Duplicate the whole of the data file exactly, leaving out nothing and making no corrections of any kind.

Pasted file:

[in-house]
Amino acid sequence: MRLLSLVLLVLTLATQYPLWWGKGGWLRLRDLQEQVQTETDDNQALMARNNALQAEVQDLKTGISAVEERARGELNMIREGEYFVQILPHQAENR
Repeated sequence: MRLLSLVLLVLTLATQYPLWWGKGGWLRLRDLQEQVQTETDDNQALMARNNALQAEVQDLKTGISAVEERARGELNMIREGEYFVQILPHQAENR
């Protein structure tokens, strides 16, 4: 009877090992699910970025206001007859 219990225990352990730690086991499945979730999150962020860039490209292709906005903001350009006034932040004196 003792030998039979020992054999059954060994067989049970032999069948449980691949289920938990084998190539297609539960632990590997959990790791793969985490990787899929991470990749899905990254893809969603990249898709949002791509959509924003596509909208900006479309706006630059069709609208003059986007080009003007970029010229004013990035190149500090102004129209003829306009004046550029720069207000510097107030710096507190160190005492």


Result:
[in-house]
Amino acid sequence: MRLLSLVLLVLTLATQYPLWWGKGGWLRLRDLQEQVQTETDDNQALMARNNALQAEVQDLKTGISAVEERARGELNMIREGEYFVQILPHQAENR
Repeated sequence: MRLLSLVLLVLTLATQYPLWWGKGGWLRLRDLQEQVQTETDDNQALMARNNALQAEVQDLKTGISAVEERARGELNMIREGEYFVQILPHQAENR
């Protein structure tokens, strides 16, 4: 009877090992699910970025206001007859 219990225990352990730690086991499945979730999150962020860039490209292709906005903001350009006034932040004196 003792030998039979020992054999059954060994067989049970032999069948449980691949289920938990084998190539297609539960632990590997959990790791793969985490990787899929991470990749899905990254893809969603990249898709949002791509959509924003596509909208900006479309706006630059069709609208003059986007080009003007970029010229004013990035190149500090102004129209003829306009004046550029720069207000510097107030710096507190160190005492």